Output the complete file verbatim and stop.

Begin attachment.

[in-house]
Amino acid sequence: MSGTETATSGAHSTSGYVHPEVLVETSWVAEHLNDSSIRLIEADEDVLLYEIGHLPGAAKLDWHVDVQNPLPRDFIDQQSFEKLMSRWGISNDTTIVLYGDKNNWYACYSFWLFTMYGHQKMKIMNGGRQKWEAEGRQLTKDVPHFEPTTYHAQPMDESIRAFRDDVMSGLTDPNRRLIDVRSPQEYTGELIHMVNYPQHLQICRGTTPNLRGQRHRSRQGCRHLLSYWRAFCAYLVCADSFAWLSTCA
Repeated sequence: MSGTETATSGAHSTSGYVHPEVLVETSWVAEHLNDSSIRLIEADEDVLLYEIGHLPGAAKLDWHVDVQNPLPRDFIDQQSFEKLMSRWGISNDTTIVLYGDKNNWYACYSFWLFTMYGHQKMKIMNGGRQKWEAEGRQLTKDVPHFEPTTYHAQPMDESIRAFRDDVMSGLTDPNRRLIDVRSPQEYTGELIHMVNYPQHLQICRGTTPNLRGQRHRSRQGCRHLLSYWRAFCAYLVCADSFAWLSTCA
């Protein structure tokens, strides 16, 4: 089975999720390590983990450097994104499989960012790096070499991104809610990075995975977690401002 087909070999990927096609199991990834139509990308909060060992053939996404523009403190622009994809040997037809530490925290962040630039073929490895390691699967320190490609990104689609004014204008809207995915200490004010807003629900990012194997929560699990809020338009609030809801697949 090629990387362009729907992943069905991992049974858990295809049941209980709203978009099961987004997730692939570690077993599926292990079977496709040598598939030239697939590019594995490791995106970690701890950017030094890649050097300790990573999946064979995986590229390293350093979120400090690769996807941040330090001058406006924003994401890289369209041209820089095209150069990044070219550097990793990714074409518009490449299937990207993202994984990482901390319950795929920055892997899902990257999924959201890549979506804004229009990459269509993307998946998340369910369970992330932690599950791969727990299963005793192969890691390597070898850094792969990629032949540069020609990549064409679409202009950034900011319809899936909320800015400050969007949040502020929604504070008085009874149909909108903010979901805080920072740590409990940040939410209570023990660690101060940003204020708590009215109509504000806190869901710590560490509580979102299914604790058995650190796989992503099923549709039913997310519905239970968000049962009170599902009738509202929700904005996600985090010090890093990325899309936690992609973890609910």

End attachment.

[in-house]
Amino acid sequence: MSGTETATSGAHSTSGYVHPEVLVETSWVAEHLNDSSIRLIEADEDVLLYEIGHLPGAAKLDWHVDVQNPLPRDFIDQQSFEKLMSRWGISNDTTIVLYGDKNNWYACYSFWLFTMYGHQKMKIMNGGRQKWEAEGRQLTKDVPHFEPTTYHAQPMDESIRAFRDDVMSGLTDPNRRLIDVRSPQEYTGELIHMVNYPQHLQICRGTTPNLRGQRHRSRQGCRHLLSYWRAFCAYLVCADSFAWLSTCA
Repeated sequence: MSGTETATSGAHSTSGYVHPEVLVETSWVAEHLNDSSIRLIEADEDVLLYEIGHLPGAAKLDWHVDVQNPLPRDFIDQQSFEKLMSRWGISNDTTIVLYGDKNNWYACYSFWLFTMYGHQKMKIMNGGRQKWEAEGRQLTKDVPHFEPTTYHAQPMDESIRAFRDDVMSGLTDPNRRLIDVRSPQEYTGELIHMVNYPQHLQICRGTTPNLRGQRHRSRQGCRHLLSYWRAFCAYLVCADSFAWLSTCA
């Protein structure tokens, strides 16, 4: 089975999720390590983990450097994104499989960012790096070499991104809610990075995975977690401002 087909070999990927096609199991990834139509990308909060060992053939996404523009403190622009994809040997037809530490925290962040630039073929490895390691699967320190490609990104689609004014204008809207995915200490004010807003629900990012194997929560699990809020338009609030809801697949 090629990387362009729907992943069905991992049974858990295809049941209980709203978009099961987004997730692939570690077993599926292990079977496709040598598939030239697939590019594995490791995106970690701890950017030094890649050097300790990573999946064979995986590229390293350093979120400090690769996807941040330090001058406006924003994401890289369209041209820089095209150069990044070219550097990793990714074409518009490449299937990207993202994984990482901390319950795929920055892997899902990257999924959201890549979506804004229009990459269509993307998946998340369910369970992330932690599950791969727990299963005793192969890691390597070898850094792969990629032949540069020609990549064409679409202009950034900011319809899936909320800015400050969007949040502020929604504070008085009874149909909108903010979901805080920072740590409990940040939410209570023990660690101060940003204020708590009215109509504000806190869901710590560490509580979102299914604790058995650190796989992503099923549709039913997310519905239970968000049962009170599902009738509202929700904005996600985090010090890093990325899309936690992609973890609910």